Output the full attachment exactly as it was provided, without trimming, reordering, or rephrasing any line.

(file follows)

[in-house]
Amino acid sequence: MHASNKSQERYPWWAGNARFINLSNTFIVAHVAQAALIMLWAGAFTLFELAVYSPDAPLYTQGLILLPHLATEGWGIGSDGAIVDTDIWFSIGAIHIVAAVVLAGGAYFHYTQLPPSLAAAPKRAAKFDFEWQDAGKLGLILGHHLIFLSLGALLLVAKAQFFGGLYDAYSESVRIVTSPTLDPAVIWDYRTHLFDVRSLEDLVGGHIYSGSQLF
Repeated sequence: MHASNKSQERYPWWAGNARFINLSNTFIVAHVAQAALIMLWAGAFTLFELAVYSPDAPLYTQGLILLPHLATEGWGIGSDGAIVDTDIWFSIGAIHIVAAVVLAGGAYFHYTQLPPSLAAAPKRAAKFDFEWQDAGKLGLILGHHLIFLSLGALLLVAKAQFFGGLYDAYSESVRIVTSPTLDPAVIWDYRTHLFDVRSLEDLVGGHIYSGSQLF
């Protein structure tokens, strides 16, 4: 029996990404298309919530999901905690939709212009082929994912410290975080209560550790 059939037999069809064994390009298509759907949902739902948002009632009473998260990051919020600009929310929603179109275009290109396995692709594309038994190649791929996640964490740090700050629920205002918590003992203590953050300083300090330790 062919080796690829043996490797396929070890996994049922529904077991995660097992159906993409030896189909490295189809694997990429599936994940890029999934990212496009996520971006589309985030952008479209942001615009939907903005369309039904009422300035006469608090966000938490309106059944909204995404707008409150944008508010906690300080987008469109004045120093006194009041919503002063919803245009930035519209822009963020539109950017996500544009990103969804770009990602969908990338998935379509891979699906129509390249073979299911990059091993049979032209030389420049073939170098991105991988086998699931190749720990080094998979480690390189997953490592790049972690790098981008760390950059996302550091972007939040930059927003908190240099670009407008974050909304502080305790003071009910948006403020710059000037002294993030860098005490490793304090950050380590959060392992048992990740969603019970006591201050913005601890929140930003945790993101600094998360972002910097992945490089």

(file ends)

[in-house]
Amino acid sequence: MHASNKSQERYPWWAGNARFINLSNTFIVAHVAQAALIMLWAGAFTLFELAVYSPDAPLYTQGLILLPHLATEGWGIGSDGAIVDTDIWFSIGAIHIVAAVVLAGGAYFHYTQLPPSLAAAPKRAAKFDFEWQDAGKLGLILGHHLIFLSLGALLLVAKAQFFGGLYDAYSESVRIVTSPTLDPAVIWDYRTHLFDVRSLEDLVGGHIYSGSQLF
Repeated sequence: MHASNKSQERYPWWAGNARFINLSNTFIVAHVAQAALIMLWAGAFTLFELAVYSPDAPLYTQGLILLPHLATEGWGIGSDGAIVDTDIWFSIGAIHIVAAVVLAGGAYFHYTQLPPSLAAAPKRAAKFDFEWQDAGKLGLILGHHLIFLSLGALLLVAKAQFFGGLYDAYSESVRIVTSPTLDPAVIWDYRTHLFDVRSLEDLVGGHIYSGSQLF
């Protein structure tokens, strides 16, 4: 029996990404298309919530999901905690939709212009082929994912410290975080209560550790 059939037999069809064994390009298509759907949902739902948002009632009473998260990051919020600009929310929603179109275009290109396995692709594309038994190649791929996640964490740090700050629920205002918590003992203590953050300083300090330790 062919080796690829043996490797396929070890996994049922529904077991995660097992159906993409030896189909490295189809694997990429599936994940890029999934990212496009996520971006589309985030952008479209942001615009939907903005369309039904009422300035006469608090966000938490309106059944909204995404707008409150944008508010906690300080987008469109004045120093006194009041919503002063919803245009930035519209822009963020539109950017996500544009990103969804770009990602969908990338998935379509891979699906129509390249073979299911990059091993049979032209030389420049073939170098991105991988086998699931190749720990080094998979480690390189997953490592790049972690790098981008760390950059996302550091972007939040930059927003908190240099670009407008974050909304502080305790003071009910948006403020710059000037002294993030860098005490490793304090950050380590959060392992048992990740969603019970006591201050913005601890929140930003945790993101600094998360972002910097992945490089």